Internet trends continue to take dangerous turns


Angela Coria
Staff Writer

As social media grows more popular everyday, it is becoming impossible to ignore. TikTok is one of the many social media platforms that has grown tremendously since its launch in 2016. 

As of 2022, TikTok has over one billion users and does not look to be slowing down. TikTok is an app where you can post videos up to three minutes long and share them with friends. 

These videos can also end up on the “For You” page, where anyone around the world can see them and they have a chance to go “viral.”

 Although the app is great for passing time and getting a daily dose of entertainment, its popularity is beginning to set trends that may be deemed as harmful. 

Going back  to 2018, there was the infamous Tide Pod challenge. This was a challenge where young children and teenagers would eat a laundry detergent pod to gain their 10 seconds of fame. 

According to the American Association of Poison Control Centers, they received 39 calls regarding the ingestion of a tide pod in the first two weeks of 2018. 

So many calls specifically related to that internet trend is insane, especially considering it’s the same number of calls they received for the entirety of 2016. 

Unfortunately, this trend landed many in the hospital due to chemical poisoning. 

CEO of Procter and Gamble Co., David Taylor, urged teens and parents to understand the life threatening consequences of the consumption of detergent. 

“The possible life-altering consequences of this act, seeking internet fame, can derail young people’s hopes and dreams and ultimately their health,” said Taylor. 

It seems like an event such as this would bring awareness to these harmful trends, but it has not.

Older trends include the cinnamon challenge, Benadryl challenge, salt and ice challenge, outlet challenge and so many more. The names of these challenges speak for themselves. 

One trend that is currently flooding TikTok is using the song “Lost” by Frank Ocean to detail gruesome actions that he or she would do to their partner on a date but write it off as a “joke.” 

It starts off sweet, and then will take a turn for the worst. It is quite disturbing to see so many young adults and teenagers joking about domestic violence on TikTok where so many young kids can stumble upon it. 

TikTok user @divergentredhead has taken it upon herself to take these gruesome videos and reply to them with real cases of domestic violence to show that these videos are only disguised as harmless jokes. 

The majority of her captions say “DV is not a joke,” and she has gone on to create awareness of this harmful trend by making over 30 videos about it so far. 

It is chilling to know so many people have been victims of some of the exact scenarios these users are “joking” about.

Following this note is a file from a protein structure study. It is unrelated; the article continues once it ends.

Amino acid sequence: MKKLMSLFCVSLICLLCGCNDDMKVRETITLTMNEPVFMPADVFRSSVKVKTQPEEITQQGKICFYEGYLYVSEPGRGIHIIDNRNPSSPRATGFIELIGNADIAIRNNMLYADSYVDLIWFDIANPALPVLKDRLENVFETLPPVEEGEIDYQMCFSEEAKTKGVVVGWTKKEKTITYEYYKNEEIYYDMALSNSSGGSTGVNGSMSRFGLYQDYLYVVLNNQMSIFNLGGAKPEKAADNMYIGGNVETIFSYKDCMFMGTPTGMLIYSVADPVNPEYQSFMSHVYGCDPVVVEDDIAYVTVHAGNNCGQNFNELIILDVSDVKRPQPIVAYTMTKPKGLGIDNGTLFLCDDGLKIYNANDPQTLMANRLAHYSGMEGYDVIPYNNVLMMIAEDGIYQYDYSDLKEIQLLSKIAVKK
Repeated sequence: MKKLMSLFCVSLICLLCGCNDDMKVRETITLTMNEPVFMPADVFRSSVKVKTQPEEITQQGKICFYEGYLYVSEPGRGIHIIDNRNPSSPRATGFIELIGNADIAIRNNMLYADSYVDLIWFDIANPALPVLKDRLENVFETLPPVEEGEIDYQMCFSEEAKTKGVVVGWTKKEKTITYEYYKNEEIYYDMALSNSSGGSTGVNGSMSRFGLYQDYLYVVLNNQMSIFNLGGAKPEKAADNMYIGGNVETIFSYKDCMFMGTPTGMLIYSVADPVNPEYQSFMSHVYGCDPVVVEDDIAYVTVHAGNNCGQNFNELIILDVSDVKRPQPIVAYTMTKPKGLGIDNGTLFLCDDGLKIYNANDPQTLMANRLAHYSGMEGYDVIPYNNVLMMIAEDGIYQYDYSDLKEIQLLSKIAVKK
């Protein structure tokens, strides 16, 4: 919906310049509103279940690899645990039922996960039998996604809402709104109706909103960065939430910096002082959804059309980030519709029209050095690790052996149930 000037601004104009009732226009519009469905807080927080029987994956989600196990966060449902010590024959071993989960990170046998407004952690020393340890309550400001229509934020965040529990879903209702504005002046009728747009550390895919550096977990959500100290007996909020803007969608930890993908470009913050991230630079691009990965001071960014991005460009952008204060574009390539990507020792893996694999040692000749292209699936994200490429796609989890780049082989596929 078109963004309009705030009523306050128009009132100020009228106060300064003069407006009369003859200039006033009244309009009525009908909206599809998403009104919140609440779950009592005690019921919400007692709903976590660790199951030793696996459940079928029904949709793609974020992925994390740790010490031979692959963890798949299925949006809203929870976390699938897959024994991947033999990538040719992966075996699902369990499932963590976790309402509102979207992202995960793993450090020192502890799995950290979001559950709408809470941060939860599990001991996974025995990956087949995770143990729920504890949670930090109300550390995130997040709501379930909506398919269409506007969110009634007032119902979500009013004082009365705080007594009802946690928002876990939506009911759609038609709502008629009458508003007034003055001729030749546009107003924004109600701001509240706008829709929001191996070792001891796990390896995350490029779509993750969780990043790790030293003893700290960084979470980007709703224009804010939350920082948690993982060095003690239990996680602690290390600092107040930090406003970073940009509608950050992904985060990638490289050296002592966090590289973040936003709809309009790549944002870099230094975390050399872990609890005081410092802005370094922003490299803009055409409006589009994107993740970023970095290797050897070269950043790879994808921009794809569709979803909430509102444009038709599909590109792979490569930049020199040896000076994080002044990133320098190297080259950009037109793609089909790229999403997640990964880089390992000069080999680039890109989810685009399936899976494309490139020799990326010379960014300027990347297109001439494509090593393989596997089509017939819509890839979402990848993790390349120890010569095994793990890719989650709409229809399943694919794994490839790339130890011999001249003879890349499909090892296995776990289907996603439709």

TikTok has yet to take these videos down and somehow they are still being overlooked. 

Another trend that took off in 2021 was named “The Devious Lick” challenge. The term “lick” means to steal. To participate in this trend, teenagers would wreck public areas and steal items. 

School bathrooms were among the most popular places kids would target, stealing paper towel dispensers, soap, stall doors and anything else they could get their hands on. 

Not only would they steal, but to take it to the next level, they would vandalize the bathroom to the point where it would have to be closed down for maintenance. 

According to the Polk County Sheriff’s office, there were three students from the Tampa area who were arrested for vandalism at school after posting it online. 

TikTok spoke out about the issue on the social media platform Twitter. 

“We expect our community to create responsibly – online and IRL. We’re removing content and redirecting hashtags & search results to our Community Guidelines to discourage such behavior. Please be kind to your schools & teachers,” the post said.

What would make someone do this? Well, it comes down to kids wanting to be viral and gain a following. If they participate in something popular, the more likely they will earn their short-lived fame. 

If these trends keep happening, why haven’t we learned how to stop them? Despite efforts from companies and police, we still have not seen any decrease in these awful trends. 

This comes down to how short social media has been around in the grand scheme of things. 

Parents did not have these social media platforms at young ages like kids do now. 

Overall, there’s a lack of awareness and monitoring of content from not only parents, but companies too.


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